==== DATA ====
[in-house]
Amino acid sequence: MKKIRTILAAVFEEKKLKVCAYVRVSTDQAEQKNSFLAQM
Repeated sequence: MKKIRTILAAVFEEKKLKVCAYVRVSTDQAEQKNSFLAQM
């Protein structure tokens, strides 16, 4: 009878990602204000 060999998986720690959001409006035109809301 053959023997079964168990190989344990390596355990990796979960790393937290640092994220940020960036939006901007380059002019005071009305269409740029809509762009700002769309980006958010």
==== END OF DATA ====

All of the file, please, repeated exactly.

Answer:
[in-house]
Amino acid sequence: MKKIRTILAAVFEEKKLKVCAYVRVSTDQAEQKNSFLAQM
Repeated sequence: MKKIRTILAAVFEEKKLKVCAYVRVSTDQAEQKNSFLAQM
């Protein structure tokens, strides 16, 4: 009878990602204000 060999998986720690959001409006035109809301 053959023997079964168990190989344990390596355990990796979960790393937290640092994220940020960036939006901007380059002019005071009305269409740029809509762009700002769309980006958010």